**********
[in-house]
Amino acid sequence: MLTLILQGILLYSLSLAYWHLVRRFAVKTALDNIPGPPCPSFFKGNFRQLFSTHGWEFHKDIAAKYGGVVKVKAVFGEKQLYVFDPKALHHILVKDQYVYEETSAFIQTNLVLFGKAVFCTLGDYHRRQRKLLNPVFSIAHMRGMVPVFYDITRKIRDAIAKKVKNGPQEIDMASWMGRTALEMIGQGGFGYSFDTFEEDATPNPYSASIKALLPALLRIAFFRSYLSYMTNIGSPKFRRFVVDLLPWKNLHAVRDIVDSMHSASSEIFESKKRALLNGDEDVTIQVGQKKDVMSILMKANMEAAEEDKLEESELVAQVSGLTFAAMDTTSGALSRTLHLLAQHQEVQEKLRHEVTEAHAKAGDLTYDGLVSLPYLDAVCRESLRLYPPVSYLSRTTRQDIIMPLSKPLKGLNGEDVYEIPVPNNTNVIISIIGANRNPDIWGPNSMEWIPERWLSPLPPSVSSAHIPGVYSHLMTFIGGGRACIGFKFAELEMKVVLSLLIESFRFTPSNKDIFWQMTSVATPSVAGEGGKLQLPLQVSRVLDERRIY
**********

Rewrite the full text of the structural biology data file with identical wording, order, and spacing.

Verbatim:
[in-house]
Amino acid sequence: MLTLILQGILLYSLSLAYWHLVRRFAVKTALDNIPGPPCPSFFKGNFRQLFSTHGWEFHKDIAAKYGGVVKVKAVFGEKQLYVFDPKALHHILVKDQYVYEETSAFIQTNLVLFGKAVFCTLGDYHRRQRKLLNPVFSIAHMRGMVPVFYDITRKIRDAIAKKVKNGPQEIDMASWMGRTALEMIGQGGFGYSFDTFEEDATPNPYSASIKALLPALLRIAFFRSYLSYMTNIGSPKFRRFVVDLLPWKNLHAVRDIVDSMHSASSEIFESKKRALLNGDEDVTIQVGQKKDVMSILMKANMEAAEEDKLEESELVAQVSGLTFAAMDTTSGALSRTLHLLAQHQEVQEKLRHEVTEAHAKAGDLTYDGLVSLPYLDAVCRESLRLYPPVSYLSRTTRQDIIMPLSKPLKGLNGEDVYEIPVPNNTNVIISIIGANRNPDIWGPNSMEWIPERWLSPLPPSVSSAHIPGVYSHLMTFIGGGRACIGFKFAELEMKVVLSLLIESFRFTPSNKDIFWQMTSVATPSVAGEGGKLQLPLQVSRVLDERRIY